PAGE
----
Even more remarkable, bucolic Chambers County, while murder-free, had 13 traffic fatalities in a population of barely 25,000. Those 13 deaths alone gave it a combined rate of 4.9--more than three times as high as Houston's figure. As Lucy puts it, "What we're dealing with is a huge misperception of risk."

There are arguments one can launch against his numbers. It might be objected, for example, that the accident record reflects only the location of a crash, not the victim's place of residence. The number of fatalities in the suburbs might be inflated by truck drivers and tourists who crash while passing through on the interstate highway.

It might be--but it isn't. Lucy found that barely 10 percent of the fatal accidents in suburban and exurban counties take place on interstates. The vast majority happen on two-lane local roads. That means most of the victims are local as well.

Or one can argue, taking a more subjective approach, that feeling secure is as much perception as reality, and that when people worry about safety, they are worrying about deliberate acts of aggression, not accidental collisions. People buying a house often look at the local crime rate. They don't look at the accident rate. And they don't lie awake imagining that they will drive off a road and into a tree some rainy night. When a community is not threatened by menacing strangers on the streets, residents regard it as safe. Therefore, it might be said, lumping murder and accidents into the same category is arbitrary and unwarranted.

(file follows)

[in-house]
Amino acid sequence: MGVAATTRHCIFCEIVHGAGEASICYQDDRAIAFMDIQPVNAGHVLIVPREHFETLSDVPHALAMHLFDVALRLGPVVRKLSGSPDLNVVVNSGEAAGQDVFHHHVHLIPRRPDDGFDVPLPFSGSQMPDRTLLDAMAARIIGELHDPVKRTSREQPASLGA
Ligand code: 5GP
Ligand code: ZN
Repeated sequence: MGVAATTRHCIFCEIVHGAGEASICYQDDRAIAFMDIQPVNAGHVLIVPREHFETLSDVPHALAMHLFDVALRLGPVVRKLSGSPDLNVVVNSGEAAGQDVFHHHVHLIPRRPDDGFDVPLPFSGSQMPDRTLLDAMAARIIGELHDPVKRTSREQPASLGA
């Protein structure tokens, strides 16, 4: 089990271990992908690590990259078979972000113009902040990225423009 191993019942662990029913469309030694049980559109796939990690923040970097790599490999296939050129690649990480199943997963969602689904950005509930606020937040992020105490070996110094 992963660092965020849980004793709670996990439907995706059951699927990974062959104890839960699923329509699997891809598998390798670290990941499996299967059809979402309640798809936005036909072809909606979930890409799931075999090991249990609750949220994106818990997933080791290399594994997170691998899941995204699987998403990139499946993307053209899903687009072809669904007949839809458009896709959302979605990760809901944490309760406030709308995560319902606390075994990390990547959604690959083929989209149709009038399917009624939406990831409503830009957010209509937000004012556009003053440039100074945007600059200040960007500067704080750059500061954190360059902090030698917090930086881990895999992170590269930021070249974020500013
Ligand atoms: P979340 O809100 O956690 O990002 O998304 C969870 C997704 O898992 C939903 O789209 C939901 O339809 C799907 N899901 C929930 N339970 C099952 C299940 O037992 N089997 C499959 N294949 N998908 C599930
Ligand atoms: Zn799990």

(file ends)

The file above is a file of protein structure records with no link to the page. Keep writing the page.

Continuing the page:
Against this criticism, I can't improve on the response Lucy makes: It's true, people don't spend much time worrying about accident rates in prosperous suburbs, but then again, maybe they should. After all, as he puts it, "you're dead either way."

The failure of Americans to appreciate the actual danger built into their aily lives may be surprising, but it's not really out of character. When you get right down to it, hardly any of us are good at evaluating risk and making intelligent decisions about it. That is just as true of public officials as it is of ordinary citizens.